Full, luxurious beards are a sight to behold, and they may also serve a practical purpose — softening the impact of a punch to the jaw.
Throughout history, flowing beards have been celebrated by cultures around the world as an emblem of social dominance and virility, much like the flowing mane of a dominant male lion.
However, the thick hair of a lion's mane also protects a big cat's throat against a rival's lethal claws and teeth, scientists have said. And a dense beard may lend similar protection against deadly attacks by cushioning and absorbing forces directed at the jaw, the facial bone that breaks the most often during combat, researchers recently suggested.
Charles Darwin, celebrated naturalist and father of evolutionary theory (who was also the owner of a magnificent beard) had something to say about facial hair. Though Darwin saw the lion's mane as a source of physical protection, he viewed the human beard as merely an "ornament" for attracting female attention, scientists reported in a new study, published online April 15 in the journal Integrative Organismal Biology.
The study authors proposed otherwise. They argued that hairs in a beard would collectively diffuse the force of a blow and so may have evolved in response to the need to win male-male battles. A growing body of evidence hints that human skeletons and muscles evolved to support specializations linked to male fighting; other researchers have previously suggested that male facial shapes evolved to protect the face from damage during combat, according to the new study. It could therefore be possible that beards evolved for the same reason, the authors said.
To test that idea, the scientists built models that approximated the structure of bone in a human skull. They cut the bony material into bricks and wrapped them in sheepskin fleece, "because it was not practical to obtain fully bearded skin samples from human cadavers," the researchers wrote. While sheep's fleece wasn't a perfect analogue for beard hair, "the volume of follicles in our fleece samples did approximate the volume of full beards, which is unlikely to be true for the pelts of most other species," they said.
Three types of sheepskin coverings were used for the experiments. Furred samples, where the sheep's wool was left at its full length, tested the effectiveness of a full beard at cushioning an impact. Sheared samples told the scientists if the roots of hair follicles provided any protection, while plucked samples represented a beardless jaw.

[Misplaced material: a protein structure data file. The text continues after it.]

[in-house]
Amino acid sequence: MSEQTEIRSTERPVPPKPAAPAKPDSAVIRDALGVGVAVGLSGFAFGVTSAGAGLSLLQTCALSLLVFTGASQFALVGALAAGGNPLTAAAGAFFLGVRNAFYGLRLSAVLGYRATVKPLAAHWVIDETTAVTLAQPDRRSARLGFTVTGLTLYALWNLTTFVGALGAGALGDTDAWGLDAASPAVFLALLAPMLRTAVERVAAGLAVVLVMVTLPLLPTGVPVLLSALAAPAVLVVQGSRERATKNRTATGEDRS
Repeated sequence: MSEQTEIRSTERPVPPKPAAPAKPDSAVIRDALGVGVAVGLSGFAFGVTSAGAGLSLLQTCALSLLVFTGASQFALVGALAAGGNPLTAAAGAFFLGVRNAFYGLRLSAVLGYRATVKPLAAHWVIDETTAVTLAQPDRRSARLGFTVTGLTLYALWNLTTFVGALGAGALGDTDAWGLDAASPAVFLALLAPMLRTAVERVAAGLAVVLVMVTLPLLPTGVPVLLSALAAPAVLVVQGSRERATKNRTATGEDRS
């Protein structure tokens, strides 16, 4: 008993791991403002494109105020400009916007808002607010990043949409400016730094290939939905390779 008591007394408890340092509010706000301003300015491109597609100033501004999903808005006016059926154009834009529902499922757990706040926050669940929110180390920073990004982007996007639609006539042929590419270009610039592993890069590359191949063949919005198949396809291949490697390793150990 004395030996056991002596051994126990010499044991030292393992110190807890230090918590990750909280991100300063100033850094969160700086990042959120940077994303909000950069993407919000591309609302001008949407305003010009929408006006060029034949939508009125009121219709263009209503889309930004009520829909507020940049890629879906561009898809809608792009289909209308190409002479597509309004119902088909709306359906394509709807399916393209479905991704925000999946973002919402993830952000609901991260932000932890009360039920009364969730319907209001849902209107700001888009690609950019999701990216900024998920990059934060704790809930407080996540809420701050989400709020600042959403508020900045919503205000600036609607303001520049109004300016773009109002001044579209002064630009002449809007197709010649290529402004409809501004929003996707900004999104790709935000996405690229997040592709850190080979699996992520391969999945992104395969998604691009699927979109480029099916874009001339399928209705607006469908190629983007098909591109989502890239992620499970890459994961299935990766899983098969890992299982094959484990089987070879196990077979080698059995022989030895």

The researchers then conducted drop-weight tests, placing the sheepskin-wrapped "bone" bundles on an anvil and releasing a blunt rod from overhead.
The "furred" bundles fared best against the heavy weight, absorbing nearly 30% more energy than the bundles that were sheared or plucked. Under a machine setting for an impact that damaged all of the plucked samples and 95% of the sheared samples, only 45% of the furred samples cracked or shattered. Furred samples also took longer after an impact to reach their breaking point than did the other samples.
"The results of this study indicate that hair is indeed capable of significantly reducing the force of impact from a blunt strike and absorbing energy, thereby reducing the incidence of failure," the scientists said.
"If the same is true for human facial hair, then having a full beard may help protect vulnerable regions of the facial skeleton from damaging strikes, such as the jaw. Presumably, full beards also reduce injury, laceration and contusion, to the skin and muscle of the face."
How exactly does that work? Individual hair fibers likely absorbed energy from the punch and distributed incoming force over a larger area, the researchers said. However, more experiments would be required to precisely explain the mechanisms through which this protection happens. Human facial hair can also vary widely in coarseness, thickness, curl and density; and different beards may vary in their effectiveness at warding off damage from impacts, according to the study.
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Originally published on Live Science.